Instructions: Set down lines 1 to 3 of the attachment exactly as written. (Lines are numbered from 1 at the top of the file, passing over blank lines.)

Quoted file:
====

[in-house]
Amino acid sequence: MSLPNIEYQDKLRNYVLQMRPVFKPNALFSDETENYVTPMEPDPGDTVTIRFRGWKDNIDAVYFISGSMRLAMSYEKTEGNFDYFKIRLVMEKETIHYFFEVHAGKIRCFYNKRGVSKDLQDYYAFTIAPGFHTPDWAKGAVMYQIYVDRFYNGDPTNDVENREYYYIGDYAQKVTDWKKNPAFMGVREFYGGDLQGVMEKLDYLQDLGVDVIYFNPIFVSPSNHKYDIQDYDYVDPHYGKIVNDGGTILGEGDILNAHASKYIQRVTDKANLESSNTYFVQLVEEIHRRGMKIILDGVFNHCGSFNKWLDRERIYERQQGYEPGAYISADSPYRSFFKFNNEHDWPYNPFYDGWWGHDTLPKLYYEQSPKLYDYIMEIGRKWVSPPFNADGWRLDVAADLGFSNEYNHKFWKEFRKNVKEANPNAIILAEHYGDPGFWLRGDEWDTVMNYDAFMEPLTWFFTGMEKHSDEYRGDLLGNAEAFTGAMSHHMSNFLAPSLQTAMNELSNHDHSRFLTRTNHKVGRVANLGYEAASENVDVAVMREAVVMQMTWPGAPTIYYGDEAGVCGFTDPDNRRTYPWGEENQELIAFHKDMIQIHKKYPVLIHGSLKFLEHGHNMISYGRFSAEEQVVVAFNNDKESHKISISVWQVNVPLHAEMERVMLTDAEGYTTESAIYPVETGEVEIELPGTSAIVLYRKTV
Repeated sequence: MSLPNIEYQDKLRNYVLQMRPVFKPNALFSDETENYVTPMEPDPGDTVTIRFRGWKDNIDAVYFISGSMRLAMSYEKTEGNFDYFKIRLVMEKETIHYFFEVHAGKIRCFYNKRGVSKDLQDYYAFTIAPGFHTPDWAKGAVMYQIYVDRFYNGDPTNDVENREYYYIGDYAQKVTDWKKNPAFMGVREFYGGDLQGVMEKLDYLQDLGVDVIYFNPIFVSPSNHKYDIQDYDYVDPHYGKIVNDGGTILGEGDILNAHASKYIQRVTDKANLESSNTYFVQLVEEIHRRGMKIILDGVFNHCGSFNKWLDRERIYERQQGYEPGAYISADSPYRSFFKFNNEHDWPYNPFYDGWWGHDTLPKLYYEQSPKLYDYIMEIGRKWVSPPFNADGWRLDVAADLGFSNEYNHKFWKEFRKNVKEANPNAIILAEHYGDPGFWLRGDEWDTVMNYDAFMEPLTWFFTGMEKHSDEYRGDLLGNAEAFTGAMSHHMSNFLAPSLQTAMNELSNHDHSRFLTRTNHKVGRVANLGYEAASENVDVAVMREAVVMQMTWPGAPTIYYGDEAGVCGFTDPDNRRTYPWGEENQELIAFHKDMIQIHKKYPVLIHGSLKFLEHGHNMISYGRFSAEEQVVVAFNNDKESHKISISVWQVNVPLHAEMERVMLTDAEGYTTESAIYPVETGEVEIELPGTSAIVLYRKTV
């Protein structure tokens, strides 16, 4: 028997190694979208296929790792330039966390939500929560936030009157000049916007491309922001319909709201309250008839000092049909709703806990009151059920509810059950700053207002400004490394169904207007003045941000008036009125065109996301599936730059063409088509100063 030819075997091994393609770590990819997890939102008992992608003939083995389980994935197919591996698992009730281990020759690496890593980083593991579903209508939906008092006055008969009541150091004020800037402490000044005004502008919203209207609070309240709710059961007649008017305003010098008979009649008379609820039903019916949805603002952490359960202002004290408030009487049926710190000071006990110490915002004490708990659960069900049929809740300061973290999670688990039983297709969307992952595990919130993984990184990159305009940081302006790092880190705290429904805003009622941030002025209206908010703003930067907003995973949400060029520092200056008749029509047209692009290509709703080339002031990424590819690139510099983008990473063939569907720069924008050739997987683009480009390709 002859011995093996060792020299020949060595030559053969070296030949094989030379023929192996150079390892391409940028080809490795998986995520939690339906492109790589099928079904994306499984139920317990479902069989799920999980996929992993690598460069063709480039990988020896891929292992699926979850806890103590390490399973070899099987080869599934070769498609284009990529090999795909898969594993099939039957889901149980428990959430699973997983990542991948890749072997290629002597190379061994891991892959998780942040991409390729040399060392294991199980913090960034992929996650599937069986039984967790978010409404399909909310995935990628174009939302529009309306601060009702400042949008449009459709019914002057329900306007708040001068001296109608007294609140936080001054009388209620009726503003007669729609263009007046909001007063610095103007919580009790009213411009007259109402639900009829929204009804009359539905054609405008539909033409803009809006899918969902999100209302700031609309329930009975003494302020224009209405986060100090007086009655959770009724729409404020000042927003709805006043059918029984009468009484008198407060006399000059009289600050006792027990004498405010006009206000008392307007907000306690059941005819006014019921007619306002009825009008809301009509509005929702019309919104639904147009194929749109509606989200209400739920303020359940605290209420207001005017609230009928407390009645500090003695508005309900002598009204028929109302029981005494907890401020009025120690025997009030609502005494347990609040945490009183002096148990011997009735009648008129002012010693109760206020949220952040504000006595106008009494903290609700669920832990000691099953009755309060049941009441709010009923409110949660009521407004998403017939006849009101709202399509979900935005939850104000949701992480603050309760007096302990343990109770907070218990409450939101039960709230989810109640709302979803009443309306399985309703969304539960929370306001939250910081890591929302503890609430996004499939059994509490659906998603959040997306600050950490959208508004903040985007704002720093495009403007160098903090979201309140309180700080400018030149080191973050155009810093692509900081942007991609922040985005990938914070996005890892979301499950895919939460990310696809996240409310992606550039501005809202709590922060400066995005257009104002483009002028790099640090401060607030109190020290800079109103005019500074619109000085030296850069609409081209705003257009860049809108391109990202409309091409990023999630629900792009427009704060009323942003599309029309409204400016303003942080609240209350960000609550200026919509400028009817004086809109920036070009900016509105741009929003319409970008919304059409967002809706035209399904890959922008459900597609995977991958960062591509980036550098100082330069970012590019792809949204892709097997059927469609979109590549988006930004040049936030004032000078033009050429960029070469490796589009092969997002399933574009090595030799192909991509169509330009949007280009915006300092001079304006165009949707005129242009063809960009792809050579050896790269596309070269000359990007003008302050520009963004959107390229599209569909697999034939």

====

[in-house]
Amino acid sequence: MSLPNIEYQDKLRNYVLQMRPVFKPNALFSDETENYVTPMEPDPGDTVTIRFRGWKDNIDAVYFISGSMRLAMSYEKTEGNFDYFKIRLVMEKETIHYFFEVHAGKIRCFYNKRGVSKDLQDYYAFTIAPGFHTPDWAKGAVMYQIYVDRFYNGDPTNDVENREYYYIGDYAQKVTDWKKNPAFMGVREFYGGDLQGVMEKLDYLQDLGVDVIYFNPIFVSPSNHKYDIQDYDYVDPHYGKIVNDGGTILGEGDILNAHASKYIQRVTDKANLESSNTYFVQLVEEIHRRGMKIILDGVFNHCGSFNKWLDRERIYERQQGYEPGAYISADSPYRSFFKFNNEHDWPYNPFYDGWWGHDTLPKLYYEQSPKLYDYIMEIGRKWVSPPFNADGWRLDVAADLGFSNEYNHKFWKEFRKNVKEANPNAIILAEHYGDPGFWLRGDEWDTVMNYDAFMEPLTWFFTGMEKHSDEYRGDLLGNAEAFTGAMSHHMSNFLAPSLQTAMNELSNHDHSRFLTRTNHKVGRVANLGYEAASENVDVAVMREAVVMQMTWPGAPTIYYGDEAGVCGFTDPDNRRTYPWGEENQELIAFHKDMIQIHKKYPVLIHGSLKFLEHGHNMISYGRFSAEEQVVVAFNNDKESHKISISVWQVNVPLHAEMERVMLTDAEGYTTESAIYPVETGEVEIELPGTSAIVLYRKTV
Repeated sequence: MSLPNIEYQDKLRNYVLQMRPVFKPNALFSDETENYVTPMEPDPGDTVTIRFRGWKDNIDAVYFISGSMRLAMSYEKTEGNFDYFKIRLVMEKETIHYFFEVHAGKIRCFYNKRGVSKDLQDYYAFTIAPGFHTPDWAKGAVMYQIYVDRFYNGDPTNDVENREYYYIGDYAQKVTDWKKNPAFMGVREFYGGDLQGVMEKLDYLQDLGVDVIYFNPIFVSPSNHKYDIQDYDYVDPHYGKIVNDGGTILGEGDILNAHASKYIQRVTDKANLESSNTYFVQLVEEIHRRGMKIILDGVFNHCGSFNKWLDRERIYERQQGYEPGAYISADSPYRSFFKFNNEHDWPYNPFYDGWWGHDTLPKLYYEQSPKLYDYIMEIGRKWVSPPFNADGWRLDVAADLGFSNEYNHKFWKEFRKNVKEANPNAIILAEHYGDPGFWLRGDEWDTVMNYDAFMEPLTWFFTGMEKHSDEYRGDLLGNAEAFTGAMSHHMSNFLAPSLQTAMNELSNHDHSRFLTRTNHKVGRVANLGYEAASENVDVAVMREAVVMQMTWPGAPTIYYGDEAGVCGFTDPDNRRTYPWGEENQELIAFHKDMIQIHKKYPVLIHGSLKFLEHGHNMISYGRFSAEEQVVVAFNNDKESHKISISVWQVNVPLHAEMERVMLTDAEGYTTESAIYPVETGEVEIELPGTSAIVLYRKTV